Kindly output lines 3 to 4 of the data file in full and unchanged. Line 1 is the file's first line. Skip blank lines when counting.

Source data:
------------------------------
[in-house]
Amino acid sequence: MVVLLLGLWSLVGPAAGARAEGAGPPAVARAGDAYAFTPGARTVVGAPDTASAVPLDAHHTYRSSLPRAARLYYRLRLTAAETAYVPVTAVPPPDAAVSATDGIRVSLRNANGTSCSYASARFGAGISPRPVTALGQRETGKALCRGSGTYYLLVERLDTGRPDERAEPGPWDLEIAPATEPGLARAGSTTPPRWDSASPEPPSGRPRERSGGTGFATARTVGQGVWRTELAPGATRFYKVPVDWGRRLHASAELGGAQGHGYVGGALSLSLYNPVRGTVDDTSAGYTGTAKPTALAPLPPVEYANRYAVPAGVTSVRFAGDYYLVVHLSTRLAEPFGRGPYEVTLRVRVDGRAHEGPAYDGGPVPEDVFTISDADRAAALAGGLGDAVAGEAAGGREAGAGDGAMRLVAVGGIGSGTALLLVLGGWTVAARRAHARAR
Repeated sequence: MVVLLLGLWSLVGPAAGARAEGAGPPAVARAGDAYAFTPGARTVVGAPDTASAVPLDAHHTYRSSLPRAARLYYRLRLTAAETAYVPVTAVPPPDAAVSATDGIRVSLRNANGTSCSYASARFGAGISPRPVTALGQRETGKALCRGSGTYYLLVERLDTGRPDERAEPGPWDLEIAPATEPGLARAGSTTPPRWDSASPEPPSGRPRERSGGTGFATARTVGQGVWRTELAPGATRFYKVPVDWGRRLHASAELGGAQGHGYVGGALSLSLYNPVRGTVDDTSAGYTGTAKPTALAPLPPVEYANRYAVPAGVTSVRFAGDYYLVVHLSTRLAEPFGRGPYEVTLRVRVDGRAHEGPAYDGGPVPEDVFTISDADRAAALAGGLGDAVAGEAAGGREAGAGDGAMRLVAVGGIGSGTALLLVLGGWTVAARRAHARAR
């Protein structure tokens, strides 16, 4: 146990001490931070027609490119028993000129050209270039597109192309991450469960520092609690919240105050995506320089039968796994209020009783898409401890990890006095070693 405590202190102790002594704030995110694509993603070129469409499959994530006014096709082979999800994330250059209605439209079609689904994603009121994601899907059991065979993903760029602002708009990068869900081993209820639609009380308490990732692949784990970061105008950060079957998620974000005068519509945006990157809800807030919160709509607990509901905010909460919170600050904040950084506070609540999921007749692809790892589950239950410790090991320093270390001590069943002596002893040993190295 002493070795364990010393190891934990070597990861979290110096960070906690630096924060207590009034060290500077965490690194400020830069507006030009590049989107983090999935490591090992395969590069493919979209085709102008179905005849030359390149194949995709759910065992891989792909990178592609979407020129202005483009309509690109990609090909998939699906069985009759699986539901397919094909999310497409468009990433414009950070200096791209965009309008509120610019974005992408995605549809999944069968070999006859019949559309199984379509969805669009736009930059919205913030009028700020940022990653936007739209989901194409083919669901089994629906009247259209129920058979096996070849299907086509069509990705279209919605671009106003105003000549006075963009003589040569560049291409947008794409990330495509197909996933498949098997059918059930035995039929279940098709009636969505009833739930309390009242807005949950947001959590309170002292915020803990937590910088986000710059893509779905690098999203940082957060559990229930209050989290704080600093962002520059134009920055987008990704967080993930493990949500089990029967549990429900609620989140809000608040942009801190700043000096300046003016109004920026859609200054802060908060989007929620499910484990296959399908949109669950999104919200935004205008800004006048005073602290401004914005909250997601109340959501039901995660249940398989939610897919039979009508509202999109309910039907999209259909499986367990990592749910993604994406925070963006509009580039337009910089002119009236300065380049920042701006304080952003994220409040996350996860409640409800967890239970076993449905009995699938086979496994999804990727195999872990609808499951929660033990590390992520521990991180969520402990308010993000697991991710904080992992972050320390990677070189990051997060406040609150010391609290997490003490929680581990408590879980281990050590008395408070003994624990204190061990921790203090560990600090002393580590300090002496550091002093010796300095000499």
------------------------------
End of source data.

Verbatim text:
Repeated sequence: MVVLLLGLWSLVGPAAGARAEGAGPPAVARAGDAYAFTPGARTVVGAPDTASAVPLDAHHTYRSSLPRAARLYYRLRLTAAETAYVPVTAVPPPDAAVSATDGIRVSLRNANGTSCSYASARFGAGISPRPVTALGQRETGKALCRGSGTYYLLVERLDTGRPDERAEPGPWDLEIAPATEPGLARAGSTTPPRWDSASPEPPSGRPRERSGGTGFATARTVGQGVWRTELAPGATRFYKVPVDWGRRLHASAELGGAQGHGYVGGALSLSLYNPVRGTVDDTSAGYTGTAKPTALAPLPPVEYANRYAVPAGVTSVRFAGDYYLVVHLSTRLAEPFGRGPYEVTLRVRVDGRAHEGPAYDGGPVPEDVFTISDADRAAALAGGLGDAVAGEAAGGREAGAGDGAMRLVAVGGIGSGTALLLVLGGWTVAARRAHARAR
């Protein structure tokens, strides 16, 4: 146990001490931070027609490119028993000129050209270039597109192309991450469960520092609690919240105050995506320089039968796994209020009783898409401890990890006095070693 405590202190102790002594704030995110694509993603070129469409499959994530006014096709082979999800994330250059209605439209079609689904994603009121994601899907059991065979993903760029602002708009990068869900081993209820639609009380308490990732692949784990970061105008950060079957998620974000005068519509945006990157809800807030919160709509607990509901905010909460919170600050904040950084506070609540999921007749692809790892589950239950410790090991320093270390001590069943002596002893040993190295 002493070795364990010393190891934990070597990861979290110096960070906690630096924060207590009034060290500077965490690194400020830069507006030009590049989107983090999935490591090992395969590069493919979209085709102008179905005849030359390149194949995709759910065992891989792909990178592609979407020129202005483009309509690109990609090909998939699906069985009759699986539901397919094909999310497409468009990433414009950070200096791209965009309008509120610019974005992408995605549809999944069968070999006859019949559309199984379509969805669009736009930059919205913030009028700020940022990653936007739209989901194409083919669901089994629906009247259209129920058979096996070849299907086509069509990705279209919605671009106003105003000549006075963009003589040569560049291409947008794409990330495509197909996933498949098997059918059930035995039929279940098709009636969505009833739930309390009242807005949950947001959590309170002292915020803990937590910088986000710059893509779905690098999203940082957060559990229930209050989290704080600093962002520059134009920055987008990704967080993930493990949500089990029967549990429900609620989140809000608040942009801190700043000096300046003016109004920026859609200054802060908060989007929620499910484990296959399908949109669950999104919200935004205008800004006048005073602290401004914005909250997601109340959501039901995660249940398989939610897919039979009508509202999109309910039907999209259909499986367990990592749910993604994406925070963006509009580039337009910089002119009236300065380049920042701006304080952003994220409040996350996860409640409800967890239970076993449905009995699938086979496994999804990727195999872990609808499951929660033990590390992520521990991180969520402990308010993000697991991710904080992992972050320390990677070189990051997060406040609150010391609290997490003490929680581990408590879980281990050590008395408070003994624990204190061990921790203090560990600090002393580590300090002496550091002093010796300095000499």